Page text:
Saturday, April 24, 2010

The Future Technology of Gold Key's Star Trek Comics!

Here's an amazing device featured prominently-- and with little justification as far as the rest of the plot goes-- in Gold Key's Star Trek #39. The Enterprise crew has just recovered a floating coffin from deep space and now they have to endure "steri-rays."

Which tickle you. This is a moment dauntless space pioneer James Tiberius Kirk did not record in his captain's log.

By the way, the coffin contains the body of one Dr. Alfred Bleikoff, a combination of Albert Einstein and Mahatma Gandhi. He's the deceased leader of a 20th century peace movement, and once revived by the amazing super-tickling science of the 23rd century, he starts all kinds of trouble. If you thought Gene Roddenberry's conceptualization of the United Federation of Planets was something of a liberal's paradise, apparently it's not. According to Dr. Bleikoff, it's practically a fascist police state. The only four who remain unaffected by Dr. Bleikoff's ultra-pacifist teachings are Kirk, Mr. Spock, Dr. McCoy and Mr. Scott, who, for some reason, also gets to order even his superior officers to take off their clothes for some nude tickling in what appears to be a Radio Shack warehouse.

I'm not sure why he's in charge, but a page or so later he's also calling them "fools" and generally bullying both McCoy and Spock during a medical procedure. I'm also not sure why our heroes dance in the steri-ray machine, but there you have it. Nude, sterilizing, tickling rays and manic disco dancing. So rest assured, comic fans-- science will someday make some great strides in these closely related medical fields.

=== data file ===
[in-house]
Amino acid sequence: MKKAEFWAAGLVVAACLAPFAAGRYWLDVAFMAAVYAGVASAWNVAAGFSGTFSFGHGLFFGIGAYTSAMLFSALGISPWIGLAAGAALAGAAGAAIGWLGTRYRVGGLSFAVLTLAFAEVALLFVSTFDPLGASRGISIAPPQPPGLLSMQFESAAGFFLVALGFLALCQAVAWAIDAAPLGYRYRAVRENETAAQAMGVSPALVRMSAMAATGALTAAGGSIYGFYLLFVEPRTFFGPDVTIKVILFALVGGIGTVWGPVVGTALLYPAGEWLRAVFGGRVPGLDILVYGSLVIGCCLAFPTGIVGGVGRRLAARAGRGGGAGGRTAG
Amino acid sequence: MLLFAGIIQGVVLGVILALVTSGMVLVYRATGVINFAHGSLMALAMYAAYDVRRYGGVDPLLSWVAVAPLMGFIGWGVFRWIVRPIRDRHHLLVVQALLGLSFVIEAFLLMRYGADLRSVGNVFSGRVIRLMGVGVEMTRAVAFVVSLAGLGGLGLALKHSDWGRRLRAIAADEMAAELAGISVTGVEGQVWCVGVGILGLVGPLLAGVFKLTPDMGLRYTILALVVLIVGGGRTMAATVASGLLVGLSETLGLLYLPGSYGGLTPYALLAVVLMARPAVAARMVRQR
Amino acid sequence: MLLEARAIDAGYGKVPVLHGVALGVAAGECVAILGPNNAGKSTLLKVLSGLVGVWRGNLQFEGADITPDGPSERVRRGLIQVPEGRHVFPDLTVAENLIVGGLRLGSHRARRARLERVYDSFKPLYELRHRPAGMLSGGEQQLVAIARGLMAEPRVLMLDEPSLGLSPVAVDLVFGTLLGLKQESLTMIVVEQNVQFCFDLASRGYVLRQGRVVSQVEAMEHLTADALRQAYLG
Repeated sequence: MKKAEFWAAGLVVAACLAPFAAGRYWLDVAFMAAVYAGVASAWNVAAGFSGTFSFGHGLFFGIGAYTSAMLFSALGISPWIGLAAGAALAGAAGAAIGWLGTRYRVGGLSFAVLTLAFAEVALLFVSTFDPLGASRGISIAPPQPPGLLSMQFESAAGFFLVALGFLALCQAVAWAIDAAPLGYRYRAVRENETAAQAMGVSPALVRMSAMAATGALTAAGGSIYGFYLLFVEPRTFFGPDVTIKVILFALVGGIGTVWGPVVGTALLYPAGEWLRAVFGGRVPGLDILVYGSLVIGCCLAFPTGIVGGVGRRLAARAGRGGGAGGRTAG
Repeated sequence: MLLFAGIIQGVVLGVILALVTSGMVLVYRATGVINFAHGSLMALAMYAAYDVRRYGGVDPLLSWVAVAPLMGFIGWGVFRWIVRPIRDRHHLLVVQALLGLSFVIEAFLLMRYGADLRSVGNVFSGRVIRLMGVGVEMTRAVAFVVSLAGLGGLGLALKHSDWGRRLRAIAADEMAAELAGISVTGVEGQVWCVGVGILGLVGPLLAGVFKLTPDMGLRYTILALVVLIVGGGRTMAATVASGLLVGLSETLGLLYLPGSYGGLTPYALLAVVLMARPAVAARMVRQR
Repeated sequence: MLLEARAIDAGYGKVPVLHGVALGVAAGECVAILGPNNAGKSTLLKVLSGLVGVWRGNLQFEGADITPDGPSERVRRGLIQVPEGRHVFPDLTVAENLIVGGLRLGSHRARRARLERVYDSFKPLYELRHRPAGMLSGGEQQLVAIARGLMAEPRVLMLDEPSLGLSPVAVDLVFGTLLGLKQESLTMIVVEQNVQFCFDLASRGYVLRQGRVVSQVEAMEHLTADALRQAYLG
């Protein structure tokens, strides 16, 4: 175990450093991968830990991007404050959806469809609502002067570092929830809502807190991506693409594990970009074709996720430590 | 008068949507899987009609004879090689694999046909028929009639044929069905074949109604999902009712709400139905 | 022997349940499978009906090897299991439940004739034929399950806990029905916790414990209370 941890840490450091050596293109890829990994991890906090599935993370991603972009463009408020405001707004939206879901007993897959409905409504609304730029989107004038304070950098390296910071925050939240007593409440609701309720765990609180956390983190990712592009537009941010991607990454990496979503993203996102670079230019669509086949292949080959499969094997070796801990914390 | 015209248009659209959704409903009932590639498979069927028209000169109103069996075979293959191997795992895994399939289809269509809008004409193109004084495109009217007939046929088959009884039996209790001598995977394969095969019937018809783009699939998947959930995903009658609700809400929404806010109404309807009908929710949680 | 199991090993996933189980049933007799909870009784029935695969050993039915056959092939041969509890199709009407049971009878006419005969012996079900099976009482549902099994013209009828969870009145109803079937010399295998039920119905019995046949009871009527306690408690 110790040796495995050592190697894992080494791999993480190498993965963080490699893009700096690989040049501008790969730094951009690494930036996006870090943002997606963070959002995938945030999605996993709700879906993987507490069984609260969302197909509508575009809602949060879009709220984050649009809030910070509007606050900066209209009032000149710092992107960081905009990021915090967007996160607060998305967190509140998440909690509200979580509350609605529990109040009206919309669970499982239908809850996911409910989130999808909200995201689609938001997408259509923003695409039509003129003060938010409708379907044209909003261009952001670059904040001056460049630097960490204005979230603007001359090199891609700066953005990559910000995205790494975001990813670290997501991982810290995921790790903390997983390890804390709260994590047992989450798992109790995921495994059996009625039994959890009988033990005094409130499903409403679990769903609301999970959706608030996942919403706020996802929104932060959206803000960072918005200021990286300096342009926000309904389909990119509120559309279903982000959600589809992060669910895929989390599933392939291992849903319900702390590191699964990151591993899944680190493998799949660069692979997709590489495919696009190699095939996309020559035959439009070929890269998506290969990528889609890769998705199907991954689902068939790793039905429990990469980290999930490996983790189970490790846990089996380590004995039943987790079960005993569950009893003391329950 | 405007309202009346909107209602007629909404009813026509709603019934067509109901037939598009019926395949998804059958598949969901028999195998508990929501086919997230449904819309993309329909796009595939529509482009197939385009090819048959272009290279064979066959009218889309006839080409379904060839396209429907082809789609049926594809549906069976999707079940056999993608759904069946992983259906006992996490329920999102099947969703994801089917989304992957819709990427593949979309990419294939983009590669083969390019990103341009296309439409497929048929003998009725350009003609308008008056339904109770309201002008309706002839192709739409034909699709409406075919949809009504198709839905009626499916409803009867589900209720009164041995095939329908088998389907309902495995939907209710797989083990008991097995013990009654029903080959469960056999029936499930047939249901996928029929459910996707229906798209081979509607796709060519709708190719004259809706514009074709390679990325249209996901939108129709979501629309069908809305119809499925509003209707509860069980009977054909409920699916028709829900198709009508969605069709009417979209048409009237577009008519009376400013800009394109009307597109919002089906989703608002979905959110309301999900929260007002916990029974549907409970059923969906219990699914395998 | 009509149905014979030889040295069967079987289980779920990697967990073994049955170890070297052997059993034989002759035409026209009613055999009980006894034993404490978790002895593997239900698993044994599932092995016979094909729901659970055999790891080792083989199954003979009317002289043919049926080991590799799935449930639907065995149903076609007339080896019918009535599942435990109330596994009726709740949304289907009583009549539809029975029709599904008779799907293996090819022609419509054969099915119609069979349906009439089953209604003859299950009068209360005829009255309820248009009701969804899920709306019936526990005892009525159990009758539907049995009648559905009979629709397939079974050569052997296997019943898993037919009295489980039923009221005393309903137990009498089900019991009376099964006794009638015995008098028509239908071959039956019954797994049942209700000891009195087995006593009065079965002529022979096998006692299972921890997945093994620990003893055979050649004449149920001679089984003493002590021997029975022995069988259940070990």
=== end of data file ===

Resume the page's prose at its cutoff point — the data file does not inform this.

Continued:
RAB said...

I was known to read a Gold Key issue of Star Trek every once in a while back in the day...but if I had seen anyething like that panel, I would have put it down in terror and never picked up a comic book again.

Joel Bryan said...

There's something visceral about seeing Mr. Spock naked and tickled, isn't there?

Joel Bryan said...

What really gets me is this scene has no bearing whatsoever on the rest of the plot. It's as if the writer wanted to parody the whole idea of sci-fi technology and then tell a separate story of a dangerous space-messiah.

RAB said...

Here's the problem: if I'm a kid looking at that panel, it doesn't look like tickling but four naked old men dancing. That's just David Lynch creepy. And the dialogue balloon doesn't come across as laughter, but as three men chanting in unison "Hyar! Hyar! Hyar!" which I would probably have interpreted as some kind of ritual invoking a Lovecraftian Old One if I'd been unfortunate enough to have heard of those at that age.

Joel Bryan said...

Your version is AWESOME. That's what we need-- a Star Trek crossover with the Cthulhu mythos scripted by David Lynch and drawn by Charles Burns.